Just to be sure that I was on the right track with this, I looked up Hebrews 2:11 and Hebrews 10:14 in a few different Bible translations just to see what they said. Here they are:
- King James Version, Hebrews 2:11— “For both He that sanctifieth and they who are sanctified are all of one: for which cause He is not ashamed to call them brethren.”
- King James Version, Hebrews 10:14— “For by one offering He hath perfected for ever them that are sanctified.”
- New American Standard Bible, Hebrews 2:11— “For both He who sanctifies and those who are sanctified are all from one Father; for which reason He is not ashamed to call them brethren.”
- New American Standard Bible, Hebrews 10:14— “For by one offering He has perfected for all time those who are sanctified.”
- Amplified Bible, Hebrews 2:11— “For both He Who sanctifies [making men holy] and those who are sanctified all have one [Father]. For this reason He is not ashamed to call them brethren.”
- Amplified Bible, Hebrews 10:14— “For by a single offering He has forever completely cleansed and perfected those who are consecrated and made holy [i.e., sanctified].”
- Young’s Literal Translation, Hebrews 2:11— “For both he who is sanctifying and those sanctified [are] all of one, for which cause he is not ashamed to call them brethren.”
- Young’s Literal Translation, Hebrews 10:14— “For by one offering he hath perfected to the end those sanctified.”
- Geneva Bible— “For he that sanctifieth, and they which are sanctified, are all of one: wherefore he is not ashamed to call them brethren.”
- Geneva Bible— “For with one offering hath he consecrated for euer them that are sanctified.”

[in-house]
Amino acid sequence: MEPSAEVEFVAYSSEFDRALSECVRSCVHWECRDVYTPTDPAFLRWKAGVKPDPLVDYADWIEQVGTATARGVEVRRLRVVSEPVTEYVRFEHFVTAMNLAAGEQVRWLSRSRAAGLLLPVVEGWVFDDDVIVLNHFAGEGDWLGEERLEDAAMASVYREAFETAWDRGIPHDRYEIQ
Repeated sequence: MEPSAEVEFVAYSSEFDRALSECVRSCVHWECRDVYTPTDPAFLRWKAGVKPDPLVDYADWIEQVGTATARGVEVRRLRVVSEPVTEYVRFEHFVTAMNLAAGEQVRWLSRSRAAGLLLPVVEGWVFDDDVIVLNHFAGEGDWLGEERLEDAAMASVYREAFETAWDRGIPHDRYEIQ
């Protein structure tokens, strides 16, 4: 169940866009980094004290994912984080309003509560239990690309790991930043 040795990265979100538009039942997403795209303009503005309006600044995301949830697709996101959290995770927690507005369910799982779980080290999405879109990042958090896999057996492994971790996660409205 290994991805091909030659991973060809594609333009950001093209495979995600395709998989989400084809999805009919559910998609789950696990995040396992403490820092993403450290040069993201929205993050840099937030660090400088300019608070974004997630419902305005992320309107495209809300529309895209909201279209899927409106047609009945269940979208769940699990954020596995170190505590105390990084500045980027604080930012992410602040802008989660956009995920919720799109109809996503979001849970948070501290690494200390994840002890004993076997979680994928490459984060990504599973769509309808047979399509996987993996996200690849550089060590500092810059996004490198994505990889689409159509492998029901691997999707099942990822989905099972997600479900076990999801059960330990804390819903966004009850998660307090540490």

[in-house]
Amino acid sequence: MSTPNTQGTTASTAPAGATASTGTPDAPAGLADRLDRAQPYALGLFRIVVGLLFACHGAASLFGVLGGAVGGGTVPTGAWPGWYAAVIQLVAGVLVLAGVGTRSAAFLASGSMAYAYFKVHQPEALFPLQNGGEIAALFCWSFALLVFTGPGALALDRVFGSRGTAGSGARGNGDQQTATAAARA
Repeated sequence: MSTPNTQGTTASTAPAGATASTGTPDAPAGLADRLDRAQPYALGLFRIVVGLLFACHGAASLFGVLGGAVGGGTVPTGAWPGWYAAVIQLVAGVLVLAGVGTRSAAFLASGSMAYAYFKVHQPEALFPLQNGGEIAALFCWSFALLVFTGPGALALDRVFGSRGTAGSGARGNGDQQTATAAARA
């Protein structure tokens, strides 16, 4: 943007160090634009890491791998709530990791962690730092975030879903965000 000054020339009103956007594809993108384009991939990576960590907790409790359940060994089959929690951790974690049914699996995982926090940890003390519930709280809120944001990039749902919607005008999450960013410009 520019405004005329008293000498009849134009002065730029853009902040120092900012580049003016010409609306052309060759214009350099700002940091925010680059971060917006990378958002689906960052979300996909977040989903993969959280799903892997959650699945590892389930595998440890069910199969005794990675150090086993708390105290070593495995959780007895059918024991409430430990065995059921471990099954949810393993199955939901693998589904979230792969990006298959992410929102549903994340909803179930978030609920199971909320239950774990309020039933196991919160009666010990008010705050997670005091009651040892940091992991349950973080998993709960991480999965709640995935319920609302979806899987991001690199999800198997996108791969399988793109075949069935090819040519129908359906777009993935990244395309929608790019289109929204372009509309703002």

It is amazing to me how such small translation differences in God’s word can have such large impacts on the beliefs of the church! All in all, the truth boils down to this: “Therefore, if anyone is in Christ, he is a new creation; old things have passed away; behold, all things have become new” (2 Corinthians 5:17). If we can keep our minds focused on verses like these (verses that speak hope, faith, renewed, and empowered identity into our lives), we will go a long way in our faith. Anytime someone tries to convince me that I’m less than what God said I am, I have to commit myself to remembering that He has made me completely new, completely whole and that He has given me all things that I need for full righteousness and godliness. This can become difficult when our own brothers and sisters in Christ try to teach us that we are less than what God said we are, but I never forget that I follow Jesus, who is the head of the church. I don’t follow the rest of the body, or my friends, or my family, and I especially do not follow some of the false teachings that are crippling the church. I follow Jesus alone.
“So where do we go from here? We are fully sanctified, yet I still find that I sin! Why is this??? Help!!”
Let us never forget that our freedom lies in our faith. This is why Jesus spoke so thoroughly about belief and faith, because it is incredibly important. We call ourselves believers in the church, but we don’t even know what that means. We are like Peter, who professed that he would never betray Jesus and then verbally disowned Him three times before morning!
If we want to experience a sinless life in Christ, the very first step we have to take is to repent from our old mindsets and believe that He made anything possible for us. Over and over again, Jesus told those who were healed by Him, “Your faith has made you well.” God is promising us that if we start with faith, THEN we will be healed, saved, set free, protected, preserved, and kept safe and sound. The old adage goes, “I’ll believe it when I see it,” but with God, we should understand that He declares the opposite: “You’ll see it when you believe it.”
Do you want to be sinless? Do you want to be fully sanctified? Do you want to be healed? The first step has always been simple: believe.
My friend, I hope that my words help encourage you in your faith as you continue on your journey with God.